I’ve been thinking of writing about this topic ever since word emerged that Marissa Mayer, CEO of Yahoo!, was abolishing the company policy which previously allowed employees to work remotely. But I was particularly inspired to do so when I read this post by Sarah Lacy on Pando Daily, admonishing that anyone who disagrees with Ms. Mayer’s decision– which Lacy equates to my decision to eat Chinese food for lunch–should just shut up because Ms. Mayer is busy keeping her head down and trying to run a company, thankyouverymuch. Lacy previously issued a condescending response to Anne-Marie Slaughter’s piece “Why Women Still Can’t Have It All” in which she basically said Slaughter should shut up about women not having it all because Lacy has figured out how to “have it all,” thankyouverymuch. (The one part of Lacy’s piece I did agree with was that every person has a different definition of “having it all.”)
By the way, what’s with this preoccupation with shutting people up? Disagreeing with people’s viewpoints is one thing; trying to silence dissenting viewpoints is another.
On the topic of “having it all,” as well as on the topic of Marissa Mayer’s policy edicts, I think Lacy misses the point. Just because Lacy has figured out — kudos to her — how to create a balance that works for her family doesn’t mean that there aren’t institutional problems. The fact remains that, as Slaughter discusses at length, the American workplace is generally unfriendly to the realities of family life and child-rearing. This is not just a woman problem or a feminist issue. It is a problem that affects us all.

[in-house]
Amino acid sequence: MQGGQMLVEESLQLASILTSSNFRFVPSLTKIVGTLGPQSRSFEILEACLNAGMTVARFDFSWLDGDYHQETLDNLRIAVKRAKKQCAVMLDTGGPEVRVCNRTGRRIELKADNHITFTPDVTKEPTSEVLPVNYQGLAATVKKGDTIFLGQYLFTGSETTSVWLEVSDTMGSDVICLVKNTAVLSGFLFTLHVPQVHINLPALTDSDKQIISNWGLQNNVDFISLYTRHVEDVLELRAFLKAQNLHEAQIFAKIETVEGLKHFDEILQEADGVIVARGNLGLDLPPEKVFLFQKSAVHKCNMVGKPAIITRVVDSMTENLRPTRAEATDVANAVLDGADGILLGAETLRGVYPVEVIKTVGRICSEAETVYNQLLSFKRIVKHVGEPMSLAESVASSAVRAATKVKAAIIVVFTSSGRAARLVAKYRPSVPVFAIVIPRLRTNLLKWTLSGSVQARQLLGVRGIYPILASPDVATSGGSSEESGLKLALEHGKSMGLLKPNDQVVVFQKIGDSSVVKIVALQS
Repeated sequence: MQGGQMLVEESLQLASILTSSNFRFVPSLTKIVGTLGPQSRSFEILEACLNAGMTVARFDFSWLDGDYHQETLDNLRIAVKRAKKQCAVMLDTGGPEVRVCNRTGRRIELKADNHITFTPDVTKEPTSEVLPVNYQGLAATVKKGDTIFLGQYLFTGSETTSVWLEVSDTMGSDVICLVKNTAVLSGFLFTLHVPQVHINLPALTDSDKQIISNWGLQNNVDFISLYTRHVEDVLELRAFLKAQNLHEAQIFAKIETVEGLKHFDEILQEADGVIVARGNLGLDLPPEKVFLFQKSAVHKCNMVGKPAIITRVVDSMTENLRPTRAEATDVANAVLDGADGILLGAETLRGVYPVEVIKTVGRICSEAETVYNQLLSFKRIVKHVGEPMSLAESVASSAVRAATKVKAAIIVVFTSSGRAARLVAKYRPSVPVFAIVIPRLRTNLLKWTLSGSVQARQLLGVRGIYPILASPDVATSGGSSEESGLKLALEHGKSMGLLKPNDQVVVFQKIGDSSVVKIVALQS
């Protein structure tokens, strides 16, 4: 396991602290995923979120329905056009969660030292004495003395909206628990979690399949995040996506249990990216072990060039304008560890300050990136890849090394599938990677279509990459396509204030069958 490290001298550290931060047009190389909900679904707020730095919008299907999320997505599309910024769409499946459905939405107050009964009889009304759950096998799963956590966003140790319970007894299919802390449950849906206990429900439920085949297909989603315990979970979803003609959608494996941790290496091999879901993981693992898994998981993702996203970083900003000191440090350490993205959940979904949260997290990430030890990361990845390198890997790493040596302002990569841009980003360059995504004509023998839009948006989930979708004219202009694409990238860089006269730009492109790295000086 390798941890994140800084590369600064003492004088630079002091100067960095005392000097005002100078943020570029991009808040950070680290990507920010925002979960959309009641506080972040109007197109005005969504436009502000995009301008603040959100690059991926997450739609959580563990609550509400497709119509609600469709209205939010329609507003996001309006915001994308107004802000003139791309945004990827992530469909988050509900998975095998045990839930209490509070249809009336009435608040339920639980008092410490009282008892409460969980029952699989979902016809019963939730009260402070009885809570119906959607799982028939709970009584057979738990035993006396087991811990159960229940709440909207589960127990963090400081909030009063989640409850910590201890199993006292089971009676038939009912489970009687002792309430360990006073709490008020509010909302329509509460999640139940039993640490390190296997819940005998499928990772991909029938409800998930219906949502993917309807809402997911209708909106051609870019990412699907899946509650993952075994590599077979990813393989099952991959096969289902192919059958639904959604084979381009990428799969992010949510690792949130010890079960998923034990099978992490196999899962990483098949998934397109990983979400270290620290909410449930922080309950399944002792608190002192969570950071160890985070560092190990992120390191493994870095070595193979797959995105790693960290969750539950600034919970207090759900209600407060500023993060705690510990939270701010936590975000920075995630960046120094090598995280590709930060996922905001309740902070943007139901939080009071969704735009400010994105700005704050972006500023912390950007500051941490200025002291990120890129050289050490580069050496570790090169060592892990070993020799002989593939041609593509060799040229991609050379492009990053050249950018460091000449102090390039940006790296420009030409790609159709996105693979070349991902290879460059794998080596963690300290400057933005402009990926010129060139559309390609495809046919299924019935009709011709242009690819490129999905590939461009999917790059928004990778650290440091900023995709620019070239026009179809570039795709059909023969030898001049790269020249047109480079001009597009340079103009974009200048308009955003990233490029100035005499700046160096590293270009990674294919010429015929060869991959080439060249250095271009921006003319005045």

As for Ms. Mayer, I can’t disagree more with Lacy’s suggestion that her decisions don’t matter unless you work at Yahoo! At this moment in our society, we can either move toward policies that are more progressive and flexible, or away from them. Companies and their CEOs do not make these policy decisions in a vacuum; they look to other similar institutions to see what’s being done. Yahoo! may have previously been used as a template for flexible work arrangements, and now, it will likely be touted by those in favor of the traditional emphasis on “face time” to insist that we haven’t moved past needing to be at our cubicles all day, after all.
One thing I can concede is that I don’t work at Yahoo! and I don’t know the realities of the company’s operations. Perhaps Ms. Mayer’s conclusion that her employees need to be in the office to do their work is well-reasoned based on past performance. And as Slaughter herself points out, Mayer’s job is first and foremost to save her company, not to concern herself with the cultural zeitgeist. But there is still no doubt in my mind that how Mayer runs Yahoo! –as well as how other CEOs, men and women, run their companies– will have a broader impact, and for that reason it matters to me. If you care about how America’s economy and society are structured, it should matter to you, too.
About the Blogger:
Rachel Wilkes Barchie is a lawyer and new mama living with her husband and their daughter Lucy in Los Angeles. Ms. Barchie blogs at www.lovingmylucy.com.